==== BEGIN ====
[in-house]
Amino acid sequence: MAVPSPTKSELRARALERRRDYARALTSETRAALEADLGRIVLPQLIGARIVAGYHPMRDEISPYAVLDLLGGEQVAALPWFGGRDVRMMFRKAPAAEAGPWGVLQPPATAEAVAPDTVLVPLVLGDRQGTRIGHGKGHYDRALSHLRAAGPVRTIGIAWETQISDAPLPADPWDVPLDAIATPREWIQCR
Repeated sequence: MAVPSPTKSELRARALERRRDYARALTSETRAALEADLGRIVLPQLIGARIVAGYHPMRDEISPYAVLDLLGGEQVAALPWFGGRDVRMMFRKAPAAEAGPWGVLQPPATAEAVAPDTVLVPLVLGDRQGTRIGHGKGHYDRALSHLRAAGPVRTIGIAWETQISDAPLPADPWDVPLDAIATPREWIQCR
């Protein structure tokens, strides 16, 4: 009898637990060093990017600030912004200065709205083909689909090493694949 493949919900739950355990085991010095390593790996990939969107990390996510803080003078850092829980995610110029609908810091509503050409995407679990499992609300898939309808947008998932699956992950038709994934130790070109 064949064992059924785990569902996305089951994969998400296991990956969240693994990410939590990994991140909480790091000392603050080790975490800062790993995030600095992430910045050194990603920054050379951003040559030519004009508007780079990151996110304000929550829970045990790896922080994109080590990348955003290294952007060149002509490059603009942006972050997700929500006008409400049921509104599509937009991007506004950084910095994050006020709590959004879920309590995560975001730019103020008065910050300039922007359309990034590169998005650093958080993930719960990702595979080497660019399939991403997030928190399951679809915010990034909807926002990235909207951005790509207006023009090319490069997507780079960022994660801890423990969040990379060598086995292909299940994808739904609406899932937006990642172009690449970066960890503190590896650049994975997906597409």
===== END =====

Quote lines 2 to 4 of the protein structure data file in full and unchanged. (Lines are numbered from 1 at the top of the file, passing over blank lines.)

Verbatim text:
Amino acid sequence: MAVPSPTKSELRARALERRRDYARALTSETRAALEADLGRIVLPQLIGARIVAGYHPMRDEISPYAVLDLLGGEQVAALPWFGGRDVRMMFRKAPAAEAGPWGVLQPPATAEAVAPDTVLVPLVLGDRQGTRIGHGKGHYDRALSHLRAAGPVRTIGIAWETQISDAPLPADPWDVPLDAIATPREWIQCR
Repeated sequence: MAVPSPTKSELRARALERRRDYARALTSETRAALEADLGRIVLPQLIGARIVAGYHPMRDEISPYAVLDLLGGEQVAALPWFGGRDVRMMFRKAPAAEAGPWGVLQPPATAEAVAPDTVLVPLVLGDRQGTRIGHGKGHYDRALSHLRAAGPVRTIGIAWETQISDAPLPADPWDVPLDAIATPREWIQCR
């Protein structure tokens, strides 16, 4: 009898637990060093990017600030912004200065709205083909689909090493694949 493949919900739950355990085991010095390593790996990939969107990390996510803080003078850092829980995610110029609908810091509503050409995407679990499992609300898939309808947008998932699956992950038709994934130790070109 064949064992059924785990569902996305089951994969998400296991990956969240693994990410939590990994991140909480790091000392603050080790975490800062790993995030600095992430910045050194990603920054050379951003040559030519004009508007780079990151996110304000929550829970045990790896922080994109080590990348955003290294952007060149002509490059603009942006972050997700929500006008409400049921509104599509937009991007506004950084910095994050006020709590959004879920309590995560975001730019103020008065910050300039922007359309990034590169998005650093958080993930719960990702595979080497660019399939991403997030928190399951679809915010990034909807926002990235909207951005790509207006023009090319490069997507780079960022994660801890423990969040990379060598086995292909299940994808739904609406899932937006990642172009690449970066960890503190590896650049994975997906597409």